Responders struggle to reach injured drivers on snowy, gridlocked Ga. highways
More than 1,385 wrecks were reported statewide but abandoned cars and multiple emergencies blocked the road; it took two hours for an ambulance to reach an ER less than 10 miles away
By Rhonda Cook and Misty Williams
The Atlanta Journal-Constitution
ATLANTA — It’s hard to respond to an emergency a mile away when there’s another emergency parked in front of you.
And unfortunately, just like you, state troopers, fire crews, emergency medical technicians and other first responders had no magical solutions over the past couple of days to reach scores of motorists injured in crashes along Georgia’s iced-over roads.
More than 1,385 wrecks were reported statewide by late Wednesday afternoon — resulting in 164 injuries and one death. A 60-year-old Griffin woman died after her Ford Explorer flipped over into a ditch.
Hundreds of cars and trucks stuck or abandoned along freeway emergency lanes made it difficult for crews to get to accidents.
“When you have these snowstorms and large events like this when you have hundreds of cars in the emergency lanes, there’s nothing you can do,” Carlton Stallings, a retired State Patrol captain, said. “You can blow your siren and use your emergency lights and there’s nothing you can do.”
With many roads turning to slush, Cobb County fire and police continued to troll for people stranded since Tuesday. Once an abandoned car or truck is checked, it is marked with red or yellow crime scene tape so other responders will know to pass it by.
Police were called midday to drive an elderly janitor from a middle school in the northern part of Cobb to his home at the other end of the county. “We were hearing (there was) an elderly man needing medical attention,” according to Cobb police spokesman Sgt. Dana Pierce.
Some metro hospitals meanwhile reported fewer patients than normal in emergency departments because of the gridlock.
At Atlanta Medical Center downtown, ambulances that were five to 10 miles away took up to two hours to get to the ER on Tuesday, said hospital spokeswoman Nicole Gustin. The hospital asked some staff to spend the night until they could be relieved and sent four-wheel drive vehicles to pick up others and take them in.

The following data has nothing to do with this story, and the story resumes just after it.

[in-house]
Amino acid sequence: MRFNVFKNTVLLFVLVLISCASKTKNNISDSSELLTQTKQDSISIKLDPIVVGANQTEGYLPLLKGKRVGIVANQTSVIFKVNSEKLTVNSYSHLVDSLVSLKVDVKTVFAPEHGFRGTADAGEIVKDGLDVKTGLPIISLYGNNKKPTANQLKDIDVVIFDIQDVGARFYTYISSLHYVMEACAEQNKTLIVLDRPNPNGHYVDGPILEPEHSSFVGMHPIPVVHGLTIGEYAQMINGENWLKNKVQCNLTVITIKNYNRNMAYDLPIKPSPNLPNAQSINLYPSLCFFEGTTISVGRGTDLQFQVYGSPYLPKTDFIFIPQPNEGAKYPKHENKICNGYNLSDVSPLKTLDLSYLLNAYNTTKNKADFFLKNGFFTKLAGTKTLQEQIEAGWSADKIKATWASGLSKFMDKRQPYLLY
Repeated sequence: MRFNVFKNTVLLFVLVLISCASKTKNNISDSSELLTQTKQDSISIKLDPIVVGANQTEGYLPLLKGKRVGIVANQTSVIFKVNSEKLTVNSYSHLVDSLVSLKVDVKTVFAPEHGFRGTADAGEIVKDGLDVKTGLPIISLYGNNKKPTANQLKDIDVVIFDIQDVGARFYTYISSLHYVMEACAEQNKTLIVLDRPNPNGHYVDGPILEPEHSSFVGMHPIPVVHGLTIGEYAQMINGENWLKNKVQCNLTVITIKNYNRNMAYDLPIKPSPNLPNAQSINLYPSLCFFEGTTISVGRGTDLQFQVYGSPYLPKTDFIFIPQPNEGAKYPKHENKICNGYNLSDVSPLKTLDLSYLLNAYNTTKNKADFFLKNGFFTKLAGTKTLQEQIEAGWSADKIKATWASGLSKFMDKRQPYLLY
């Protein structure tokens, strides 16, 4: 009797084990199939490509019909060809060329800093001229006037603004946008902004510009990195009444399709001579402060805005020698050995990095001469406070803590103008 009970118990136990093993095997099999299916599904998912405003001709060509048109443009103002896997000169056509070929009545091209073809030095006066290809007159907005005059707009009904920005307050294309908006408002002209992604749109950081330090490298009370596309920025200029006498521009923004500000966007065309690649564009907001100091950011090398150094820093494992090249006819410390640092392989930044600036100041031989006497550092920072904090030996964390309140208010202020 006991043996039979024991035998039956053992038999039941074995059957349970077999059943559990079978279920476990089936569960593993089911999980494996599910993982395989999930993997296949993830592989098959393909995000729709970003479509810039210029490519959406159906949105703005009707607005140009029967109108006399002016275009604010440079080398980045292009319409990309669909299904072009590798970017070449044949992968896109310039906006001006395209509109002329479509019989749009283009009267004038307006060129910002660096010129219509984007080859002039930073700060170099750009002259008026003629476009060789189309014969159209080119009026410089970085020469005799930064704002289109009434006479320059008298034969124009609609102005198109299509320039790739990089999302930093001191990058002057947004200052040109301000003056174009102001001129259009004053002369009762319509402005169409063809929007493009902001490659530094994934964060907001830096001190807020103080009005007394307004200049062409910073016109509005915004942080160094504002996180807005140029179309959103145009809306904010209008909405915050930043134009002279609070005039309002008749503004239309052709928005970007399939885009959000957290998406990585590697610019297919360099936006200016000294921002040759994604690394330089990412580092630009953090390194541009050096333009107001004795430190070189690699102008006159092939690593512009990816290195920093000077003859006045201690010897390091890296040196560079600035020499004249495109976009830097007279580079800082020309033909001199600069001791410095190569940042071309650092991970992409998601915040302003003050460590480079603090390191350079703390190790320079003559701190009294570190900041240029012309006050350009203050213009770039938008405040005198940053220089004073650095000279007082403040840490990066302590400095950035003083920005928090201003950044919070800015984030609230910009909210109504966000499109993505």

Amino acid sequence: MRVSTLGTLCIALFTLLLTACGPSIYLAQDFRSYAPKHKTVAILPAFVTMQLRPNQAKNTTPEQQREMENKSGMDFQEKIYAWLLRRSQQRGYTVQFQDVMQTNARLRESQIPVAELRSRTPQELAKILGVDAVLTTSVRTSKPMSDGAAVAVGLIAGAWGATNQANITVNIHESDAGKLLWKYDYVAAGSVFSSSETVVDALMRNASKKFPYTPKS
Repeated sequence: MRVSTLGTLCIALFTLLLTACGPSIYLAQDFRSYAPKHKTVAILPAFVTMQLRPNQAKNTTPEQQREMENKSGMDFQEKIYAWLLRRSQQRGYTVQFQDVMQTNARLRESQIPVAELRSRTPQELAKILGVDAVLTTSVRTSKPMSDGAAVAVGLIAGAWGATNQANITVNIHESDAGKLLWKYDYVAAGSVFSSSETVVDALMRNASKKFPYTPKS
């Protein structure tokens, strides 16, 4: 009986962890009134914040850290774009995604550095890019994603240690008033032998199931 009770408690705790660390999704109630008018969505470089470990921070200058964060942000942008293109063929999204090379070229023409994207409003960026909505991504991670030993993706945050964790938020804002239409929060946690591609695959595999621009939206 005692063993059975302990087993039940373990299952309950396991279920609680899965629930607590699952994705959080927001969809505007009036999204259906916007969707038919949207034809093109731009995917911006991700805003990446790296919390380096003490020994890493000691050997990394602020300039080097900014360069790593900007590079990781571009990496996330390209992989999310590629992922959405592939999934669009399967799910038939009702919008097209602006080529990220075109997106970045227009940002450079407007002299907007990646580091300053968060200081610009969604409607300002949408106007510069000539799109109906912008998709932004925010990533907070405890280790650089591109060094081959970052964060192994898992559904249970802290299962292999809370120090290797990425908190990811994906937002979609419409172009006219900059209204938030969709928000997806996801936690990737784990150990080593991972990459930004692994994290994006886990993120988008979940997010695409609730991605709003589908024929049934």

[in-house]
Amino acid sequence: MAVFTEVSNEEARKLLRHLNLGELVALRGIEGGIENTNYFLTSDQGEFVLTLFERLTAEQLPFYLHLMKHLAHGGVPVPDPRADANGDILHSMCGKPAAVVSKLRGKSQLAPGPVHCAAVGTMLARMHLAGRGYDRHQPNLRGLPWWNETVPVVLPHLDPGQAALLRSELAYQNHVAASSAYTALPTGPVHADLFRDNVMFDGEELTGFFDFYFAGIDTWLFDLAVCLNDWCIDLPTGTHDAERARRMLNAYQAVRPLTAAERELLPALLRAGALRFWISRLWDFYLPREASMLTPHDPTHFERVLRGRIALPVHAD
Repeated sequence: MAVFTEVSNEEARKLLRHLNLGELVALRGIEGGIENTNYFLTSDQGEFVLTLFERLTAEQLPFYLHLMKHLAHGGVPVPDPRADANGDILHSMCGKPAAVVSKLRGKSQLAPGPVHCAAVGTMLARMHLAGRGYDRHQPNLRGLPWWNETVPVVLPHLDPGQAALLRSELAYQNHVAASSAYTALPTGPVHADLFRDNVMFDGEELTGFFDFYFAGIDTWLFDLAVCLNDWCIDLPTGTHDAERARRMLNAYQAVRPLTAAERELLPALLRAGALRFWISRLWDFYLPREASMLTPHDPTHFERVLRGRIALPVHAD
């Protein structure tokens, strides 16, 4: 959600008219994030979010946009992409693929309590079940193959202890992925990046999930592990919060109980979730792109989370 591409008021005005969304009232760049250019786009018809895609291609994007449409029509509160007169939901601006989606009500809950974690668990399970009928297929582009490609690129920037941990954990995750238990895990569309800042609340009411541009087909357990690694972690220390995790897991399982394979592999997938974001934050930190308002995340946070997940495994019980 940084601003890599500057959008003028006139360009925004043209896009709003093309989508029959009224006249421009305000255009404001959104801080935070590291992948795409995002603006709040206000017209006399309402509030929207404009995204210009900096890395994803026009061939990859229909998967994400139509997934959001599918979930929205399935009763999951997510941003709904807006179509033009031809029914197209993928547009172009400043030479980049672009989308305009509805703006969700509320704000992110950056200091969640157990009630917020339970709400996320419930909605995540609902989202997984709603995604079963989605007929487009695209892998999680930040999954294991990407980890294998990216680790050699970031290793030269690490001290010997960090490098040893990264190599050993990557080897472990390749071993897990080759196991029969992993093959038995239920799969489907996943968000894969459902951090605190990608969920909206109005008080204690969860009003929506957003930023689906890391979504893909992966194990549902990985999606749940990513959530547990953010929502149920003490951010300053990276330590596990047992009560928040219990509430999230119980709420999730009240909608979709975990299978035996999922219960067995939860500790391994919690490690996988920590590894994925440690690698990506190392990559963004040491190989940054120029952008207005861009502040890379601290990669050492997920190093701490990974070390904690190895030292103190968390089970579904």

“It’s definitely better today,” Gustin said around lunchtime on Wednesday. “We’re not seeing as many ambulances.”
State Department of Natural Resources rangers picked up blood from the Red Cross and delivered it to Grady Memorial Hospital downtown and other area hospitals after couriers couldn’t get out.
Buckhead’s Piedmont Hospital was completely full and had to send new patients to other hospitals, partly because patients ready to be discharged had nowhere to go. In many cases, their families weren’t able to pick them up.
WellStar Health System reported that it took in 100 people in need of food and shelter.
Children’s Healthcare of Atlanta closed its urgent care and neighborhood locations Wednesday. Children’s spokesman Patty Turlington Gregory urged parents to be cautious if their kids go out to sled and play in the snow. “If a child gets hurt, they can’t get to the hospital right now,” she said.
Meanwhile, people with sick family members stranded on the roads without critical medications, food or water for hours cried out for help on Facebook, looking for anyone who could help their loved ones get to safety.
One woman pleaded on the newly created “Snowed Out Atlanta Eastside” page for someone to help her diabetic sister, who was stuck in her car overnight without her medication or anything to eat.
Kirkwood resident Keirsten Alexander caught a ride from a police officer Tuesday night after her car had died. Alexander said she awoke Wednesday morning and thought, “What can I do?” That’s when she read the post and enlisted her friends’ help too.
One friend with knowledge of diabetes suggested taking the woman a peanut butter and jelly sandwich and some juice. Another friend, who lived just a few blocks from where the woman was stranded, managed to take her some food.
“You’ve got to like the Internet,” Alexander said. “We just did that neighborhood thing.”
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